When I expected a thoughtful science fiction film that would make me re-think life, humanity, and the universe, what I received was a headache.  I expect it’s only a matter of time before I put together some sort of video, article, or other presentation on what it is about 2001: A Space Odyssey that I find terrible, but I’ll try to express it briefly here: if a work of media tries to talk about ideas for the audience to consider, it should use complete sentences.  In other words, it should explicate the ideas thoughtfully rather than gesturing towards potential ideas and interpretations that an audience member might project onto the work.  After all, if an artist’s work is ambiguous enough, it’ll have all the depth that the individual viewer chooses to see in it, but if the work is detailed enough, its depth will be undeniable.  While 2001 is certainly visually detailed, its story is deliberately vague in all of the areas where it should be most expository, making the “storytelling” resemble interpretive dance more than it does narrative.  My brain was desperately trying to find meaning throughout where there was none, and since I am not the type to put my own thoughts into the storyteller’s mouth, I found myself bored to tears (not figuratively – literally) and forever terrified of the Dumbfounding Devil.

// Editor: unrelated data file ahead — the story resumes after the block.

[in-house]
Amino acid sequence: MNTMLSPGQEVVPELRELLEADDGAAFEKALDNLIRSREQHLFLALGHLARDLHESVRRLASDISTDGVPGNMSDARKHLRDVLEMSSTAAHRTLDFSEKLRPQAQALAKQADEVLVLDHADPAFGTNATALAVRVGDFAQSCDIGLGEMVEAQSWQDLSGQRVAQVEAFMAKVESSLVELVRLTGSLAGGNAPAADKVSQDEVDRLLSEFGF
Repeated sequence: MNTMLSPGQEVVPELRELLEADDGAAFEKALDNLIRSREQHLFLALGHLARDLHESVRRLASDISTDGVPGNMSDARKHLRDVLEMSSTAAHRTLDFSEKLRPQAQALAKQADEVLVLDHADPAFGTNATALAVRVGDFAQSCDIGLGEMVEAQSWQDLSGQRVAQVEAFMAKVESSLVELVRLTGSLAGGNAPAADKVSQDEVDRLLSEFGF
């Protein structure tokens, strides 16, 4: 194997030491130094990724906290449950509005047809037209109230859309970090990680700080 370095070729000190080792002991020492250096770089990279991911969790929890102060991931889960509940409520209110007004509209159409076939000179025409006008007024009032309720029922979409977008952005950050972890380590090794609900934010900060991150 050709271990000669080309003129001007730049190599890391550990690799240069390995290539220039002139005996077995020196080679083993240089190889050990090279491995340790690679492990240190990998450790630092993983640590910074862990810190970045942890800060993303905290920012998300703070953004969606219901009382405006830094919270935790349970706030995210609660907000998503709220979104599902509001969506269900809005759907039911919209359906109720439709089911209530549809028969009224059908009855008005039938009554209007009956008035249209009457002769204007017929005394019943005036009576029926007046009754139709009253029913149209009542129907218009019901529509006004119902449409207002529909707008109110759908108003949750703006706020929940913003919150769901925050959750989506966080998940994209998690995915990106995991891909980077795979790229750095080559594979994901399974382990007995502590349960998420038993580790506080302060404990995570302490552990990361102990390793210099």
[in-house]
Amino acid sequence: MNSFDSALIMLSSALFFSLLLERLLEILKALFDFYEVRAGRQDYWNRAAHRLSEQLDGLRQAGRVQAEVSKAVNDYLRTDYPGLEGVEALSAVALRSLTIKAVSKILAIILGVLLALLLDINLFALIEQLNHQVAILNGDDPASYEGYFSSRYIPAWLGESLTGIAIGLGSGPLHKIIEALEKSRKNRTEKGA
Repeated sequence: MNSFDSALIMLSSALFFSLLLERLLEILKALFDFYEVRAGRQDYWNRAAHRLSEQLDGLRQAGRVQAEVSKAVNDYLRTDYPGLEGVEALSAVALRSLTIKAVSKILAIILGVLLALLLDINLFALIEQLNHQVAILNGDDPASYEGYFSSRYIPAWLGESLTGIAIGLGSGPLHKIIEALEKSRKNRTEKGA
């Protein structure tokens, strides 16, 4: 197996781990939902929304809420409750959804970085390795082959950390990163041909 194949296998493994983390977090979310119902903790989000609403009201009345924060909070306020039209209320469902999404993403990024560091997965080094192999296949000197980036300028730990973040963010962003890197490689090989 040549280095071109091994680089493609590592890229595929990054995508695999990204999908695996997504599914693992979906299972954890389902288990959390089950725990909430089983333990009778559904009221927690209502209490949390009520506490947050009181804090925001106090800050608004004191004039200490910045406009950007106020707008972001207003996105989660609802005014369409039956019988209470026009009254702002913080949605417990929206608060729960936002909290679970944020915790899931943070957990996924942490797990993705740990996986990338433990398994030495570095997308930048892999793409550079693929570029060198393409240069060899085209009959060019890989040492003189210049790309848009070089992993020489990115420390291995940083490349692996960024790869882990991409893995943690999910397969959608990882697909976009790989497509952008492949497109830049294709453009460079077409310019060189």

Then, on one fateful night not so long ago, I dared to watch another of Kubrick’s films – this time the famous comedy Dr. Strangelove – and to my shock I found . . . it was okay.  Strangelove is certainly no Python or Brooks film, but it has its moments that really do delight.  I was a bit disappointed that there are no noticeable jokes (not in any conventional sense, that is) for the first 35 minutes, but the movie can get away with it because it keeps the audience in suspense concerning what’s going to happen with the bomb.  I could still see the Dumbfounding Devil up to his usual tricks again though, including a tedious story, ignorance of the audience’s investment (or lack thereof) in the characters, and a somewhat ambiguous, unsatisfying ending.  This isn’t even mentioning that the movie is centered around a fear that is largely intangible to viewers who did not experience the cold war, or the politics of the 1960s, which limits the film’s appeal severely by keeping it from being timeless.

As much as all that bothers me, I think I had a generally good experience watching Dr. Strangelove, and because of a few good laughs and some strong performances by Peter Sellers, I’ll concede that this movie is good.  However, I must remain alert, because while Krubrick and I may have had peace this time, we’ll meet again . . . don’t know where, don’t know when.  *Maniacal laugh.*

77 Dr. Strangelove